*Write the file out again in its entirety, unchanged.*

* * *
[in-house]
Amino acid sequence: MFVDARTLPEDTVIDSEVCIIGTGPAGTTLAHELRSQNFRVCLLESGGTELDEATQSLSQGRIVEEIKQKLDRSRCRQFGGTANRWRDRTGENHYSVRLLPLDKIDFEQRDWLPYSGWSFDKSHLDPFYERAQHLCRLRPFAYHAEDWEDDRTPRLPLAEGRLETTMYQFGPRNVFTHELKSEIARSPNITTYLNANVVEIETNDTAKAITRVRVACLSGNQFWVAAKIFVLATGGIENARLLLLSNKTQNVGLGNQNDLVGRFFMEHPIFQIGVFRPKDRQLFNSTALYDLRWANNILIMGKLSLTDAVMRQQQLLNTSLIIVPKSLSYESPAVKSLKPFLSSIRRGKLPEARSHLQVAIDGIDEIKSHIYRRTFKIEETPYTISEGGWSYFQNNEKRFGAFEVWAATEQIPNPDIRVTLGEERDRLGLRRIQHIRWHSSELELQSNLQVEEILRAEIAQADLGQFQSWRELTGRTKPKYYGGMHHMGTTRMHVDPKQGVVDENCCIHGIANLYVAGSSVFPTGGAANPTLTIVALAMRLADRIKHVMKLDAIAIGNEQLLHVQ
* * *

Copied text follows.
[in-house]
Amino acid sequence: MFVDARTLPEDTVIDSEVCIIGTGPAGTTLAHELRSQNFRVCLLESGGTELDEATQSLSQGRIVEEIKQKLDRSRCRQFGGTANRWRDRTGENHYSVRLLPLDKIDFEQRDWLPYSGWSFDKSHLDPFYERAQHLCRLRPFAYHAEDWEDDRTPRLPLAEGRLETTMYQFGPRNVFTHELKSEIARSPNITTYLNANVVEIETNDTAKAITRVRVACLSGNQFWVAAKIFVLATGGIENARLLLLSNKTQNVGLGNQNDLVGRFFMEHPIFQIGVFRPKDRQLFNSTALYDLRWANNILIMGKLSLTDAVMRQQQLLNTSLIIVPKSLSYESPAVKSLKPFLSSIRRGKLPEARSHLQVAIDGIDEIKSHIYRRTFKIEETPYTISEGGWSYFQNNEKRFGAFEVWAATEQIPNPDIRVTLGEERDRLGLRRIQHIRWHSSELELQSNLQVEEILRAEIAQADLGQFQSWRELTGRTKPKYYGGMHHMGTTRMHVDPKQGVVDENCCIHGIANLYVAGSSVFPTGGAANPTLTIVALAMRLADRIKHVMKLDAIAIGNEQLLHVQ